Block 2 in each column redundancy register CRR comprises a number of memory cells CMC6-CMC9 sufficient to store, in coded form, an identifying code for identifying the memory sector portion wherein the defective bit line whose address is stored in the memory cells CMC0-CMC5 of the block 1 has been found. In the example shown, referring to a word-organized memory device with sixteen bits in the external input/output data bus, a four-bit code is sufficient to identify the sixteen different memory sector portions of each memory sector. Each memory cell CMC6-CMC9 is supplied, for programming purposes, with a respective row address signal R0-R3 and with the respective complemented signal R0N-R3N, taken from a row address signal bus RABUS also supplying, in a per-se known way, a row decoding circuitry (not shown) for addressing (i.e., selecting) single word lines inside each one of the two memory halt-matrices HM1,HM2 of FIG. 6. The memory cell stored data output signals CMCS6-CMCS9 are grouped together in a local identifying code bus ICBUS'. The local identifying code bus ICBUS' is connected to a common identifying code bus ICBUS through a respective multiple switch MSW (a switch with four input channels and four output channels) controlled by the redundancy bit line selection signal RBLSS. The common identifying code bus ICBUS is made up of four signals and is common to all the sixteen column redundancy registers CRR. The multiple switches MSW in each column redundancy register CRR perform a multiplexing action, so that at any time the signals of the bus ICBUS are electrically connected to the signals of the local bus ICBUS' of the column redundancy register CRR which is associated with the currently addressed memory sector and which stores the address of the currently addressed defective bit line. If the currently addressed bit line in the currently addressed memory sector is not defective, all the switches MSW are open, and the signals of the bus ICBUS are left floating.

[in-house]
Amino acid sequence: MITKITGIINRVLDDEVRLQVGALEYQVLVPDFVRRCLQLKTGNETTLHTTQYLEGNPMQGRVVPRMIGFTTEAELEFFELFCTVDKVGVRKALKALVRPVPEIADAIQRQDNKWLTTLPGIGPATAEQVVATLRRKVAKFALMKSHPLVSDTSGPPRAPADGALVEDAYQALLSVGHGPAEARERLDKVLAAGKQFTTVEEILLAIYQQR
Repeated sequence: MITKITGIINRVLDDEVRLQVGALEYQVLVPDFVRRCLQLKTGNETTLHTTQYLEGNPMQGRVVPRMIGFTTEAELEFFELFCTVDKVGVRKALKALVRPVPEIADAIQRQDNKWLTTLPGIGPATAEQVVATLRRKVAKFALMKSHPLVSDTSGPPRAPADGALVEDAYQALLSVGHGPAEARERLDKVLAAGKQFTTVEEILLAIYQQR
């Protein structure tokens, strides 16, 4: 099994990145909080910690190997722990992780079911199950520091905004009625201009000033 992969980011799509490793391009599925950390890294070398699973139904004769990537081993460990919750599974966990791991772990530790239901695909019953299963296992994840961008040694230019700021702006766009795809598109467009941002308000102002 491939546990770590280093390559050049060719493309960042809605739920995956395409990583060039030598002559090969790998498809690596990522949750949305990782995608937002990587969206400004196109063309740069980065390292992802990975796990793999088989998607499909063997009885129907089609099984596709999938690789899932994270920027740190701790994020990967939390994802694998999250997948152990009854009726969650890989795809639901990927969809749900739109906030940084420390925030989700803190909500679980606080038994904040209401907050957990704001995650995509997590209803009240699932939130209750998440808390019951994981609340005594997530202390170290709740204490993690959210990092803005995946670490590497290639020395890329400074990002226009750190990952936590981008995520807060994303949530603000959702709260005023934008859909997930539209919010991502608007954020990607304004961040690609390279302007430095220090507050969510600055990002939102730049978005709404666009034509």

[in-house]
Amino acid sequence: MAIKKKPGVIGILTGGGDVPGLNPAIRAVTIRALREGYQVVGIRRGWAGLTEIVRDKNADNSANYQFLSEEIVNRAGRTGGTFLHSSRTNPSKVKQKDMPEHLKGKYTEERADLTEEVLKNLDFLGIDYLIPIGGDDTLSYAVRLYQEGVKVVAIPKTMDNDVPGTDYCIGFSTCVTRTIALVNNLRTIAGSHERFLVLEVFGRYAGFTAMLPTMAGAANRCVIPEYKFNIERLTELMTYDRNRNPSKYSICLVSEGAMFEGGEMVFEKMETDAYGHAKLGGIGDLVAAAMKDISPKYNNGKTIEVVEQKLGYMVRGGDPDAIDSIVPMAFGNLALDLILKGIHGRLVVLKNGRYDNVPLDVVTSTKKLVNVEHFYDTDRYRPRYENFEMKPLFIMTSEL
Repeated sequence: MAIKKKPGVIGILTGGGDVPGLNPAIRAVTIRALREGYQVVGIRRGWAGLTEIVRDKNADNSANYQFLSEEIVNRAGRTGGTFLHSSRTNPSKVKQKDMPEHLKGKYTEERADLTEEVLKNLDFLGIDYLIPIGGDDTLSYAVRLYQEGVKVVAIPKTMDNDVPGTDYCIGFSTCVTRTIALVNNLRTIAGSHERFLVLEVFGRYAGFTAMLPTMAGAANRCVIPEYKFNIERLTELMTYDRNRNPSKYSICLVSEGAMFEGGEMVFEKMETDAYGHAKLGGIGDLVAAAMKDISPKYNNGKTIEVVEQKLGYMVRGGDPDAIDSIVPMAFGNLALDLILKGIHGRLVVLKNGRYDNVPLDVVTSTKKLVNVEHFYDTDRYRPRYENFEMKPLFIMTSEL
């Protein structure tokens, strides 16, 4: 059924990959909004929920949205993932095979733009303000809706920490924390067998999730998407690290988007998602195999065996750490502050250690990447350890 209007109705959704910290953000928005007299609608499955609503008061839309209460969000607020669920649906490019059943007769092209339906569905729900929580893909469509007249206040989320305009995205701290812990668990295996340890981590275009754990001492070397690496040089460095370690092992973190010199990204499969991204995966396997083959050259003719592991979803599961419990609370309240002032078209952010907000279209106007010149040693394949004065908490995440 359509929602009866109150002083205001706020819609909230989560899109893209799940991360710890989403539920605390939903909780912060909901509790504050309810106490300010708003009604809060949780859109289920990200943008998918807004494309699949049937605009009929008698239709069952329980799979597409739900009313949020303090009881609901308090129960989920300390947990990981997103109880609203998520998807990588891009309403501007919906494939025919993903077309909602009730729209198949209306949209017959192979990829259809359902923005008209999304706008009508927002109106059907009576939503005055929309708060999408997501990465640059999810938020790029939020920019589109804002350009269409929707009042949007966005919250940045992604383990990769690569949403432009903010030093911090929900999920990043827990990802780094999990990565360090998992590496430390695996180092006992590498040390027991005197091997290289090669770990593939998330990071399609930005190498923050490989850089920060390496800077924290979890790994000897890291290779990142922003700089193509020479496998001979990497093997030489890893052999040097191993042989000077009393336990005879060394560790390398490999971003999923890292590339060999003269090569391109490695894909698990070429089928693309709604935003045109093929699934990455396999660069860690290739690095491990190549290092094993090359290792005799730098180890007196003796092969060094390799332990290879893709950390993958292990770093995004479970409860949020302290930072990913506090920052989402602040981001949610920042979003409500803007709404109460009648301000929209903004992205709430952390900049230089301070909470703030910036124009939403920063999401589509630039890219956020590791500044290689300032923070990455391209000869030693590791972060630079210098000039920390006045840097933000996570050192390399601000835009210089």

Each memory cell CMC0-CMC9 is further supplied with a memory cell program enable signal PGEN supplied by a respective ground/high-voltage switch CHVSW. Said switch CHVSW is controlled by an output signal of a respective three-input AND gate 6 which has a first input supplied with a column redundancy register program enable signal CRRPGE activated by a control circuitry (not shown because it is well known in the art) generally provided in the memory device, a second input supplied with a respective row address signal of the set of row address signals R5-R8 also taken from the row address bus RABUS, and a third input supplied with the sector selection signal SS. The AND gate 6 and the switch CHVSW represent a column redundancy register programming selection circuitry. The four column redundancy registers CRR associated with a given memory sector are each supplied by one different row address signal of the set R5-R8, to select one of them for programming.

Supposing that a defective bit line in a given memory sector portion of a given memory sector is found, to program one of the four column redundancy register CRR associated with such memory sector, the address of the defective bit line is supplied to the memory device and is carried by the column address signal bus CABUS. The memory, device is further supplied with a row address such that the row address signals R0-R3 carry the identifying code of the memory sector portion to which the defective bit line belongs. The sector selection signal SS of the memory sector to which the defective bit line belongs is further activated, and one of the four row address signals R5-R8 is also activated, to select one among the four column redundancy registers associated with the addressed sector. Finally, the internal control circuitry activates the signal CRRPGEN. In the selected column redundancy register CRR, the signal PGEN is driven to a high-voltage value, and the memory cells CMC0-CMC9 are therefore programmed according to the logic state of the respective signals CO,CONC5,C5N and R0,R0N-R3,R3N supplying them.

A row redundancy circuitry for a semiconductor memory, device with an architecture similar to that of FIG. 6 is described in the European Patent Application No. 94830062.9. filed Feb. 17, 1994, incorporated herein by reference. Also incorporated herein by reference are European Patent Applications Nos. 94830146.0, filed Mar. 29, 1994; 93/830,504.2, filed Dec. 15, 1993; 93/830,528.1, filed Dec. 29. 1993; and 93/830,491.2, filed Dec. 7, 1993.